At Julius Meinl, we dedicate a large amount of time and effort to ensure top quality of our coffees. Our quality controls have been implemented at every level of the entire supply chain.
The success story starts in the country of origin where we have direct contact with farmers and thus are able to select the ideal green coffees. There are many factors that play a significant role while choosing the right beans: region, altitude, humidity, ripeness of the cherry itself as well as the time of the year. Our coffee buyers and tasters apply the highest quality standards. We traditionally blend our coffees from highland Arabica beans as well as premium Robusta beans harvested from the world’s leading coffee plantations.
On arrival at the roasting plant, green coffees undergo strict quality control. Our roasting and blending specialists in Vienna or Vicenza then apply their know-how and expertise. After roasting the coffee beans we apply yet another quality control, electronically inspecting each individual bean, thousands of beans a minute. Then the coffee is packed in airtight sealed bags to ensure long lasting freshness. Continual tasting and testing of green and roasted coffees guarantee that only the best beans appear in your cup.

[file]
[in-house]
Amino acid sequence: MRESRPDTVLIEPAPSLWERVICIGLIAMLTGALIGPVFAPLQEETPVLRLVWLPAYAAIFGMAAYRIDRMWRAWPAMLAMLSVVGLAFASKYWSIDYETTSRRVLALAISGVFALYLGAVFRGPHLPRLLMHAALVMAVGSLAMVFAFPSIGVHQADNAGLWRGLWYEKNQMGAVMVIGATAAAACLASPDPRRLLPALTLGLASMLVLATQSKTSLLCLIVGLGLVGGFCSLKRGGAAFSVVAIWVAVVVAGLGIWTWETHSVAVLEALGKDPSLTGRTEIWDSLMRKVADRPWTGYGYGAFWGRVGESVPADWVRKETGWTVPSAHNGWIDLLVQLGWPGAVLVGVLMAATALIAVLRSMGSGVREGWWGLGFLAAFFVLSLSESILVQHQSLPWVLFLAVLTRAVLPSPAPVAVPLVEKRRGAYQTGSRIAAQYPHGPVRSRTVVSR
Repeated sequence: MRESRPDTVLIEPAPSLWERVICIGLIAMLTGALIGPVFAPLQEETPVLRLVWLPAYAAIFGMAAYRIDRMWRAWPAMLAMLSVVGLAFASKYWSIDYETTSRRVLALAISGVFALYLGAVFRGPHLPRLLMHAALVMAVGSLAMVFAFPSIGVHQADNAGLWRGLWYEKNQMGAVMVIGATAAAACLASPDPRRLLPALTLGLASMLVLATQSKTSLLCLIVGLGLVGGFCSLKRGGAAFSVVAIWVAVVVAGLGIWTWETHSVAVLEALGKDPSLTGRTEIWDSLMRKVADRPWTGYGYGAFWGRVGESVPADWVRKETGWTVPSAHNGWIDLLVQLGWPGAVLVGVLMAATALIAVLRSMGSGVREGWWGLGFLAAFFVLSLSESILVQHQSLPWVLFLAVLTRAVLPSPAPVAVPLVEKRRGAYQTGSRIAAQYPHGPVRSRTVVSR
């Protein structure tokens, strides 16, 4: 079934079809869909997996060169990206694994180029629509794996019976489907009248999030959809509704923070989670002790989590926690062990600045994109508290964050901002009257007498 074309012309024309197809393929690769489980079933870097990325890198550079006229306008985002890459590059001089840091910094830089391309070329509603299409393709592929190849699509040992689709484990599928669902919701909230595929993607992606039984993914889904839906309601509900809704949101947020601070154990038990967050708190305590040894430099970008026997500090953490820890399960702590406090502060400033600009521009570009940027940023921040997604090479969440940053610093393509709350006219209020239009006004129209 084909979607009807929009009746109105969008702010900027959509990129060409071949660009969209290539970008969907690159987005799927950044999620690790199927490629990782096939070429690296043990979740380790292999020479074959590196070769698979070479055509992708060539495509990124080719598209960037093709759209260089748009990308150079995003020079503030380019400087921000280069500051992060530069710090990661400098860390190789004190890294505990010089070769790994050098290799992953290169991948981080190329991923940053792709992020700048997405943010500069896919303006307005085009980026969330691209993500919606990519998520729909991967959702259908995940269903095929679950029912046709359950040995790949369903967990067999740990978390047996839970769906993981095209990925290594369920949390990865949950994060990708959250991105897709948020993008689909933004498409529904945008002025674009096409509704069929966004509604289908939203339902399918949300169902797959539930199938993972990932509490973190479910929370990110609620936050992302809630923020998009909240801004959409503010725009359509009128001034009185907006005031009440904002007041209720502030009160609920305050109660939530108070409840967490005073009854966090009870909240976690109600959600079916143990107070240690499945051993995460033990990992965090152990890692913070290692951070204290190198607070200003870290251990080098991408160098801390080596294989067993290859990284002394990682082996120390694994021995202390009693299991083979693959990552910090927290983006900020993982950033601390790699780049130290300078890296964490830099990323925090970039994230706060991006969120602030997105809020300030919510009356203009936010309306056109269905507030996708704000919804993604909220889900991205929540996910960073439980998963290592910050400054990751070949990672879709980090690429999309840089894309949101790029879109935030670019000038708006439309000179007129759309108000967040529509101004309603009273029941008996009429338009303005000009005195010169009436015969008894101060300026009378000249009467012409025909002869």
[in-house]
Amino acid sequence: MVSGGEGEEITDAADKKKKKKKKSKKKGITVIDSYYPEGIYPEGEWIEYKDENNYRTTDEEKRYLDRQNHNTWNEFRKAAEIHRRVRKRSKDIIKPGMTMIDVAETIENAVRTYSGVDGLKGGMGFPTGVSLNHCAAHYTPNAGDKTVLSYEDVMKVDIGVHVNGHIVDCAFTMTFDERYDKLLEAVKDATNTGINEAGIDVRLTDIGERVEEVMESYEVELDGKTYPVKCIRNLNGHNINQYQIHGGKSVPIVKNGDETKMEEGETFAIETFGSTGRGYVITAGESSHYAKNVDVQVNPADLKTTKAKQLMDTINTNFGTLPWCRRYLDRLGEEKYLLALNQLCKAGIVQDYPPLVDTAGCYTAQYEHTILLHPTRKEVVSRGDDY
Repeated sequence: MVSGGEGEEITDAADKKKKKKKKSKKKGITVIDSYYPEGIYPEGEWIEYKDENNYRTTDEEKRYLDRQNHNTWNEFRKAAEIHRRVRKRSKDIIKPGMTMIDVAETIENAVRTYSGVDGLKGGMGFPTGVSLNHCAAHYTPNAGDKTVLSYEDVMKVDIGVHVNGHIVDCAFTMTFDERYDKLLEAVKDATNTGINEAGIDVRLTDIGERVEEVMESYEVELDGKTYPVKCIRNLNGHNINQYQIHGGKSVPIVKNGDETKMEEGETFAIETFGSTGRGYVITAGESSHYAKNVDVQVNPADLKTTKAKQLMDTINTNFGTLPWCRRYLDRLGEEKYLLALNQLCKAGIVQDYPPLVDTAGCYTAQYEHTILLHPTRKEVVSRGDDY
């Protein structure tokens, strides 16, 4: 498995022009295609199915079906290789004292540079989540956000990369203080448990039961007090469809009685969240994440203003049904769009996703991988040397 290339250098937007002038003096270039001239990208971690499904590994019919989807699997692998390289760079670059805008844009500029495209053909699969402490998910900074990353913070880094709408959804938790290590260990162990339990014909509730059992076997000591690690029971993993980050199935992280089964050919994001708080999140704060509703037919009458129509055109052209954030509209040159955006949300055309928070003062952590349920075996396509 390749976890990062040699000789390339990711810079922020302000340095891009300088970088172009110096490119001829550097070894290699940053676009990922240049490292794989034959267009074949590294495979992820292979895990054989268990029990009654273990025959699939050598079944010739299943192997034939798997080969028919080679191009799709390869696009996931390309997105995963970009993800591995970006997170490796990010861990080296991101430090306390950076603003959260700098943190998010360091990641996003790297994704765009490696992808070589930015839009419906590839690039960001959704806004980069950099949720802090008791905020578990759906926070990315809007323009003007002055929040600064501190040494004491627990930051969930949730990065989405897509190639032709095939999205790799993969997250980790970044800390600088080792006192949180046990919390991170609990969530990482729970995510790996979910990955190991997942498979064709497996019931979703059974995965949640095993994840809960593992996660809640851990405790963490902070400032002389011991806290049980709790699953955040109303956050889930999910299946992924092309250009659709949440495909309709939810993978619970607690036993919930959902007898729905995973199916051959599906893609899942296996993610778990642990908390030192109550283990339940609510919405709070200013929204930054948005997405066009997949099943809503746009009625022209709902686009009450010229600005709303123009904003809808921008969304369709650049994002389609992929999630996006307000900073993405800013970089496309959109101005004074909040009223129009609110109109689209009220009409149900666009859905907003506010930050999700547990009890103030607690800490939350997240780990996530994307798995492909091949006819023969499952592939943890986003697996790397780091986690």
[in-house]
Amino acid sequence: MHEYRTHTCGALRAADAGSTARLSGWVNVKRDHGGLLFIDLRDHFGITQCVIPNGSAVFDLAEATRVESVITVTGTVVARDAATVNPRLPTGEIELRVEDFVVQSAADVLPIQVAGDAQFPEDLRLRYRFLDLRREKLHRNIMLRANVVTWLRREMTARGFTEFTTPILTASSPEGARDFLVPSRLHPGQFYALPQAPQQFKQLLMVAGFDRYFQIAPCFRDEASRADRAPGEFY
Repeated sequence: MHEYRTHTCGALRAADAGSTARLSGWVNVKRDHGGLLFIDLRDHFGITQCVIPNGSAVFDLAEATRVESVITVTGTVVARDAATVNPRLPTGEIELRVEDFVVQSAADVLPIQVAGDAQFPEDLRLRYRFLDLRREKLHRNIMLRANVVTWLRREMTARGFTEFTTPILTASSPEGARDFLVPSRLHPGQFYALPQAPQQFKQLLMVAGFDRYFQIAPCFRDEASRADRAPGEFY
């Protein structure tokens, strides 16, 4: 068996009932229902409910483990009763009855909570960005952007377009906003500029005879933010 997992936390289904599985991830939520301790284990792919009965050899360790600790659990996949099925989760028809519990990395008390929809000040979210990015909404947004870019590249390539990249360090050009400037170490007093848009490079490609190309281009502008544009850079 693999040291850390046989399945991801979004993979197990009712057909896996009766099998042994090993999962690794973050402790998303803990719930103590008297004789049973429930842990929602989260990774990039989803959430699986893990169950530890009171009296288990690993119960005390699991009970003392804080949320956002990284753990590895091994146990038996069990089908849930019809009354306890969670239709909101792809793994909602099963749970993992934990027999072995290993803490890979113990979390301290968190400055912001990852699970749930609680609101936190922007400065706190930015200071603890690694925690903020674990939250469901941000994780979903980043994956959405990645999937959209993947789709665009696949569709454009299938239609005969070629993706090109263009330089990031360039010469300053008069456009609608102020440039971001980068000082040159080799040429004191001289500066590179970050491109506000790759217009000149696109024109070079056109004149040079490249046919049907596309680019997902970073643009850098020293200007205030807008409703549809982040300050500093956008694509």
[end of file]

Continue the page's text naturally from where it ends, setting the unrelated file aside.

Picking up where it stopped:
The degree of roasting is important for optimal preparation of the coffee.
…creates an intense aroma, higher acidity and more body on the palate – suitable for filter coffee
…brings out more of the bean subtleties; aromatic, caramelised, slightly less acidic – suitable for typical Viennese coffee recipes
…leads to a harsh, strongly caramelised and more intense taste – suitable for espresso
Roasted coffee, beans or ground, is a very sensitive product. To protect the coffee from oxygen, odour, humidity, heat and light, Julius Meinl packs its coffee in air-tight foils immediately after roasting. Ground coffee is packed under vacuum while whole beans are packed in bags with a one-way-valve enabling roasting gases to escape without allowing air into the bags. Coffee should be stored in a cool and dry environment.
“Coffee should only come into contact with heat three times – the first time on the farm, the second time during roasting and the third time when brewing.”
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